In this issue of The HSE Look, we would like to focus on three of the many seminar series which are held at HSE, and we are glad to present the interview with Ulrika Carlsson, Assistant Professor at the School of Philosophy, about the Philosophy Colloquium at HSE Moscow.
Why did you decide to start a regular colloquium?
Like many of our international colleagues, Silver Bronzo and I went to graduate school in the US, and in each of our departments, a weekly colloquium followed by a reception served as the centre for community life. An important part of being an academic was reading and discussing colleagues’ work, as well as listening to presentations of works in progress on a whole variety of philosophical topics by visitors from other educational institutions.
At HSE’s School of Philosophy, our Russian colleagues ran all kinds of seminars and research groups, but these were all conducted in Russian and devoted to a particular subfield of philosophy. With only basic Russian, we were not able to participate in these events, and as a result, we had little opportunity to meet our new colleagues and engage with them intellectually. Therefore, we decided to start a regular colloquium in January 2017, where anyone in the department was invited to give a presentation of their work in English. Now in its third semester, the colloquium meets once a week.
In September 2017, we incorporated an international speaker series into the colloquium at the initiative of our new colleague Aaron Wendland. We invited people from abroad to give talks, and the response was quite enthusiastic. Although we do not pay for their trips - the colloquium doesn’t have any money - many of the invitees were excited about the prospect of visiting Russia and were thus happy to use their own research funds to do so.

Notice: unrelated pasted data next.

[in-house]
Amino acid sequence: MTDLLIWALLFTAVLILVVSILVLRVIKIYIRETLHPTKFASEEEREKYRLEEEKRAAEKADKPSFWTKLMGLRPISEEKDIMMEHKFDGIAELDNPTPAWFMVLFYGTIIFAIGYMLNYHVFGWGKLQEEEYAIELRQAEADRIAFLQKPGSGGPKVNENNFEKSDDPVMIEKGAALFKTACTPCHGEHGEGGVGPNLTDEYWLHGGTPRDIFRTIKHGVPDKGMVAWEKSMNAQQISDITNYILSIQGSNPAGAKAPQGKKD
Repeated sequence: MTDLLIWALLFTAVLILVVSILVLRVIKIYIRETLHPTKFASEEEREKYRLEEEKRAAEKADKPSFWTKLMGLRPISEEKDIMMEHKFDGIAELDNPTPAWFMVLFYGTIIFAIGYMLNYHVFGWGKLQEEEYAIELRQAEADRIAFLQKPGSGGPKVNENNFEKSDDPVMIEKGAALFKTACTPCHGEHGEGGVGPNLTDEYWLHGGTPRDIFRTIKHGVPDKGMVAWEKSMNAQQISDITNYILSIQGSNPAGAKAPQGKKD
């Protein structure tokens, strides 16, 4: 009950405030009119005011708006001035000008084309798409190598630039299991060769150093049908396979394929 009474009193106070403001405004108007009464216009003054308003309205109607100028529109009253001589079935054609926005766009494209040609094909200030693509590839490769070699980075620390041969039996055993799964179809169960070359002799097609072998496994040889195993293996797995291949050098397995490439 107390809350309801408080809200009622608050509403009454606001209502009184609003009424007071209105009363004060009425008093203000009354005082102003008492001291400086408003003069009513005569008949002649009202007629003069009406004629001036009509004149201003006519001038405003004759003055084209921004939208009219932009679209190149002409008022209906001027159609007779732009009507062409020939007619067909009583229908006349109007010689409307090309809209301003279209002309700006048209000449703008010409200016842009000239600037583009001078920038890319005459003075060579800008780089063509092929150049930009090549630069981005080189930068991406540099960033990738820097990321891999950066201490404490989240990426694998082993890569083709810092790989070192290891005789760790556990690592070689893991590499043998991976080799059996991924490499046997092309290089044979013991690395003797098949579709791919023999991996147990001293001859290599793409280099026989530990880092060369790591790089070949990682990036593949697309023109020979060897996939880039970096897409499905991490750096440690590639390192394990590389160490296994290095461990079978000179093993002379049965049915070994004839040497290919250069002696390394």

What are the key objectives of these events?
The speaker series aims to engage Russian academia with the international academic community, enrich the growing English-speaking philosophy group in Moscow, and provide visitors with a chance to receive some constructive criticism and helpful feedback on their work. In doing these things, the international speaker series exposes our Russian colleagues to western ways of arguing and presenting philosophical works, and it should be particularly beneficial to Russian students who want to go abroad for a PhD or post-doc, as well as for faculty members preparing to attend conferences abroad.
How are the meetings organized? How often do you hold them?
Every event begins with a 45-minute talk by the speaker, followed by a discussion with the audience for another 45 minutes. Afterwards, we have a small reception, and then some of us usually go out to dinner together. This spring we have a meeting scheduled every week except during student breaks and the annual philosophy conference. The speakers are a mix of students and faculty, along with foreign visitors, as well as some people from other institutions in Moscow. We meet on Fridays in the late afternoon, a time that seemed to conflict somewhat less with everyone’s teaching schedule. It makes for a nice conclusion of the work week. It also works well for foreign visitors, who can fly in on Thursday, speak on Friday, take the weekend to see Moscow, and then fly back in time to teach the next week.
How do you choose the topics for the specific events?
When setting our schedule, we e-mail all the professors and PhD students in the department to ask who is interested in giving a talk. Anyone who wants to gets a spot, and they can present on any philosophical topic they wish. At the same time, we ask all international faculty in the department to name a few scholars they’d like us to invite to the international speaker series. So far at least, we haven’t organized the schedule according to philosophical themes, and the colloquium as a whole has no one particular focus.
What are your plans for 2018 and beyond?
We think students can benefit a lot from the colloquium, and our hope is that their attendance will continue increasing. A graduate of the PhD programme has suggested that we should try to arrange it so that graduate students can get credits for attending the colloquium. This might be a good idea. We also hope that the colloquium comes to be regarded by everyone as a permanent feature of department life, and that there won’t be classes scheduled at the same time as the colloquium, so that more professors can attend.
Read more in The HSE Look March 2018 issue
Aaron James Wendland